When it’s on: Sunday, 8 February (11.00 am)
Films about lawless men in the American west ‘new frontier’ are ten a penny, but things can get a lot more interesting when they focus on entire towns riddled with corruption. Enter Ray Milland, the star of his directorial debut, A Man Alone, as Wes Steele, the classic wanderer who has the misfortune of entering just such a community. We first meet Wes when he’s travelling alone through the desolate wilderness. Forced to shoot his lame horse, he takes the only possessions worth keeping – a gun and rather a lot of money – and heads for the nearest sign of civilisation. Before he can do so, he comes across a looted and abandoned stagecoach. All the people in it, including a little girl, have been gunned down in cold blood. Eventually, he hits a town and discovers, to his horror, that he’s the main suspect.
Wes has just enough time to learn that the real culprit is Stanley (Raymond Burr), one of the bankers, who along with his partners Luke Joiner (Grandon Rhodes) and hired gun Clanton (Lee Van Cleef) pulled off the robbery and murder for pure profit, sure they can pin the crime on someone else as they have effectively bought the town and keep what passes for its law on their side. Joiner is appalled by the killings and is himself shot dead, another murder pinned on the luckless Wes. Pursued through the dusty, windswept streets, he manages to find refuge in a cellar, which belongs to the house owned by Nadine Corrigan (Mary Murphy) and her father, Sheriff Gil (Ward Bond), the latter suffering from a bout of yellow fever.
Over time, Wes is able to convince Nadine of his innocence, though his reputation as a dangerous outlaw precedes him and he remains an easy target for the rest of the town, which slowly closes in on him. The only choice left to him is exposing Stanley as the real perpetrator, an almost impossible assignment given the banker has been the power for some years and has everyone, the Sheriff included, in his back pocket.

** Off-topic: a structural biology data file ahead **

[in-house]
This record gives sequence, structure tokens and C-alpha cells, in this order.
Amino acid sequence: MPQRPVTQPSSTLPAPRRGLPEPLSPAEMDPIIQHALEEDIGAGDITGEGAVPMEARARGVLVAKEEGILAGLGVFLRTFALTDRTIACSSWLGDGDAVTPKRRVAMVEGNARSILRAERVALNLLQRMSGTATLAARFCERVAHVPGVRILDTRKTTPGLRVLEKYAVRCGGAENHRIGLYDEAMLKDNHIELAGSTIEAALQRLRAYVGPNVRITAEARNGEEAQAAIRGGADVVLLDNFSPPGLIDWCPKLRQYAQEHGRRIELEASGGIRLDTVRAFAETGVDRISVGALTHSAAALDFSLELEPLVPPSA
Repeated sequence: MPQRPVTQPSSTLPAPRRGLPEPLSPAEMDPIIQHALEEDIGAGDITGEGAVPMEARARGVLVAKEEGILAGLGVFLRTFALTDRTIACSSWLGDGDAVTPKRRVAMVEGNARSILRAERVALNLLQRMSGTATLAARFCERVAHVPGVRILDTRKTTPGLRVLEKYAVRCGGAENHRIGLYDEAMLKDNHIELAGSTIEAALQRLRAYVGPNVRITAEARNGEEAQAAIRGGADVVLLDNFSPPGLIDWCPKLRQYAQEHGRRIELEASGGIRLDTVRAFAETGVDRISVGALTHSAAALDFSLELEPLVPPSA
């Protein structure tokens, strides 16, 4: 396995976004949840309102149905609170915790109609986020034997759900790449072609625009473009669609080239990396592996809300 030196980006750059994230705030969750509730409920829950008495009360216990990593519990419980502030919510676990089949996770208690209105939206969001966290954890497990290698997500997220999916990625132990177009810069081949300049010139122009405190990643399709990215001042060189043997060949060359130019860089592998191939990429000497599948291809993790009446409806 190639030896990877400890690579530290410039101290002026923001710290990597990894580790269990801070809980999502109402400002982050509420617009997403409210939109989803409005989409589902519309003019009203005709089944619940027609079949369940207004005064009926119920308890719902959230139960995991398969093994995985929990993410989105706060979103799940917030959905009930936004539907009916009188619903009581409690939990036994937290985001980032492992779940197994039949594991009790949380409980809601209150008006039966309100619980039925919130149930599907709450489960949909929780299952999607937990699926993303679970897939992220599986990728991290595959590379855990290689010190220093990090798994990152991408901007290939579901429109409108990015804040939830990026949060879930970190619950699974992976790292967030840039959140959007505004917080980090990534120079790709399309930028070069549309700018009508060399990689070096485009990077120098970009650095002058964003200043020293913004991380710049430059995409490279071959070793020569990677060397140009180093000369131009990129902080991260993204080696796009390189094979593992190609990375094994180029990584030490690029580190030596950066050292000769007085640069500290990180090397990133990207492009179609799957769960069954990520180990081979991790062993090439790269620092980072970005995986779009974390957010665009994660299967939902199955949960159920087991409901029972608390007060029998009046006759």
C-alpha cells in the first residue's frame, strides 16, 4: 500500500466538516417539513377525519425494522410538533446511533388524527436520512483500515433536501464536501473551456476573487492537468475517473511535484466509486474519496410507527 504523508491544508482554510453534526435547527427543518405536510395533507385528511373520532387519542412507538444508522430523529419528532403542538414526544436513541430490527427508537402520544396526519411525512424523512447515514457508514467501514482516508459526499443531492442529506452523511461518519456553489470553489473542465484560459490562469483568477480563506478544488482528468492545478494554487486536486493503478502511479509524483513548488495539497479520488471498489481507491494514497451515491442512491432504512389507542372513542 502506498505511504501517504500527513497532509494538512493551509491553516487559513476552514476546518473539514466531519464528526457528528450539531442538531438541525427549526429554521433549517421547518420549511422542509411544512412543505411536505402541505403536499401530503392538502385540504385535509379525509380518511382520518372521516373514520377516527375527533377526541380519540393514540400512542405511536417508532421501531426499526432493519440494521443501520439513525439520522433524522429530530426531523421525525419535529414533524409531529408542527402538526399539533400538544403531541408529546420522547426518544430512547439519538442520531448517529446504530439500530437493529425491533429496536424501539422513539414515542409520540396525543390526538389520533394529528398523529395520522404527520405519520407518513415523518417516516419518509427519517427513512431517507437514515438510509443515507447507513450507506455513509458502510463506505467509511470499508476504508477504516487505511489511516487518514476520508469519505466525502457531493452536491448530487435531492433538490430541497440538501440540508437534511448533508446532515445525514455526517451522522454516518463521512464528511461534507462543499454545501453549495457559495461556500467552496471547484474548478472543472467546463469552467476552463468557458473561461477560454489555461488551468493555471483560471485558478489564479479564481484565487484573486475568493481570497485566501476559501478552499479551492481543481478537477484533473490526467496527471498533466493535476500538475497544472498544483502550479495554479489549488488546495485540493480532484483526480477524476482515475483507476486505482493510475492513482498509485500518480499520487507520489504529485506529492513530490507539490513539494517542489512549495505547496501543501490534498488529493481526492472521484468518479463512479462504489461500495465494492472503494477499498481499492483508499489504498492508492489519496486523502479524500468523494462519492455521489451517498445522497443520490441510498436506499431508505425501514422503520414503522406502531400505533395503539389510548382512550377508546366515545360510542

If A Man Alone has a natural ancestor within the genre, then it’s The Ox-Bow Incident, and whilst it isn’t as powerful as that earlier film, it has several elements going for it. The first is Milland’s direction. Whilst his work behind the camera ensures he isn’t the best thing on the screen, Milland keeps the action moving and excels in visual storytelling; preshadowing Sergio Leone, nobody speaks for the first ten minutes, and Wes is largely silent until almost a third of the film has taken place, meaning moments like him discovering the stagecoach massacre is purely what the camera shows and musical cues. Wes’s silence makes his character enigmatic. The sight of him covering up the corpses hints at his humanity, also when he feeds the kittens in Nadine’s cellar, but there’s an ambiguity about his past that gnaws at his reputation. Just what sort of man is he? Why he has so much money on his person remains a mystery, as are his skills with a pistol, and all this adds to the way people react to his name, like he’s every bit as dangerous as they’ve been led to believe.
Raymond Burr was always a reliable villain, the Perry Mason years just ahead of him, whilst gaunt Lee Van Cleef added a nice level of juxtaposition to the well fed banker as the pinched, almost feral henchman, doomed as always to go down at the film’s climax with a gun in his hand. Mary Murphy wasn’t a star for very long. When she made A Man Alone, she was at the height of her fame following The Wild One and made for a comely heroine with a fair degree of spark. It’s her character, suppressing her more feminine trappings by storing them in a trunk in the cellar, who does more than anyone to expose the corruption within her town. She supports Wes as she begins to love him, realising that he’s being set up for the stagecoach job and in turn questioning how her father has somehow gone from abject poverty to relative wealth.
The answer, naturally, is that he’s as much a part of the town’s sick underbelly as anybody, and it’s a casting coup to see Ward Bond, the fast living drinking buddy of John Ford playing the Sheriff. Bond, an ardent support of Hollywood blacklisting, supplies an uncomfortable undercurrent to this tale of bribery and moral depravity. As the endless wind whips drifts of sand through the community, it turns out that the physical desolation mirrors its very soul.
A Man Alone: ***